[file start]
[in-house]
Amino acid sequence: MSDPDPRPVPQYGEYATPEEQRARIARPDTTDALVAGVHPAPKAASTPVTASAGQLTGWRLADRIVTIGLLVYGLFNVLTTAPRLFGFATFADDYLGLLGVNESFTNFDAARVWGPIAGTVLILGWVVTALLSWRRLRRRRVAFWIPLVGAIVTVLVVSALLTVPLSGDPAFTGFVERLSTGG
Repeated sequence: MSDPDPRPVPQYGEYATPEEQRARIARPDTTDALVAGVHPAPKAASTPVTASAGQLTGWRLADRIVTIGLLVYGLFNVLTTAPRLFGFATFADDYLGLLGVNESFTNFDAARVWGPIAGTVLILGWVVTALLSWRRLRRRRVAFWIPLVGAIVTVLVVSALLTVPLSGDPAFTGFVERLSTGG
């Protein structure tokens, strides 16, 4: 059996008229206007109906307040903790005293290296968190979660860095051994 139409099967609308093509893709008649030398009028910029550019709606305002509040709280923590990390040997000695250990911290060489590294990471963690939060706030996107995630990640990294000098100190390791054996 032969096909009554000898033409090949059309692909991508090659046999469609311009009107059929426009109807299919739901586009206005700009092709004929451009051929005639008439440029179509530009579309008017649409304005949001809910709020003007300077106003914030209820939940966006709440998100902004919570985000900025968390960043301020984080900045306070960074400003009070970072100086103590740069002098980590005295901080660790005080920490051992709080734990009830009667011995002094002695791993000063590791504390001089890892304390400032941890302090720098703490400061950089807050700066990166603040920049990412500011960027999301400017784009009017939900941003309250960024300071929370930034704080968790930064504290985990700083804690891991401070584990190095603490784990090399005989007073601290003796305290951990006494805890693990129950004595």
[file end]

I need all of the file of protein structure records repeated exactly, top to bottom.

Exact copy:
[in-house]
Amino acid sequence: MSDPDPRPVPQYGEYATPEEQRARIARPDTTDALVAGVHPAPKAASTPVTASAGQLTGWRLADRIVTIGLLVYGLFNVLTTAPRLFGFATFADDYLGLLGVNESFTNFDAARVWGPIAGTVLILGWVVTALLSWRRLRRRRVAFWIPLVGAIVTVLVVSALLTVPLSGDPAFTGFVERLSTGG
Repeated sequence: MSDPDPRPVPQYGEYATPEEQRARIARPDTTDALVAGVHPAPKAASTPVTASAGQLTGWRLADRIVTIGLLVYGLFNVLTTAPRLFGFATFADDYLGLLGVNESFTNFDAARVWGPIAGTVLILGWVVTALLSWRRLRRRRVAFWIPLVGAIVTVLVVSALLTVPLSGDPAFTGFVERLSTGG
């Protein structure tokens, strides 16, 4: 059996008229206007109906307040903790005293290296968190979660860095051994 139409099967609308093509893709008649030398009028910029550019709606305002509040709280923590990390040997000695250990911290060489590294990471963690939060706030996107995630990640990294000098100190390791054996 032969096909009554000898033409090949059309692909991508090659046999469609311009009107059929426009109807299919739901586009206005700009092709004929451009051929005639008439440029179509530009579309008017649409304005949001809910709020003007300077106003914030209820939940966006709440998100902004919570985000900025968390960043301020984080900045306070960074400003009070970072100086103590740069002098980590005295901080660790005080920490051992709080734990009830009667011995002094002695791993000063590791504390001089890892304390400032941890302090720098703490400061950089807050700066990166603040920049990412500011960027999301400017784009009017939900941003309250960024300071929370930034704080968790930064504290985990700083804690891991401070584990190095603490784990090399005989007073601290003796305290951990006494805890693990129950004595």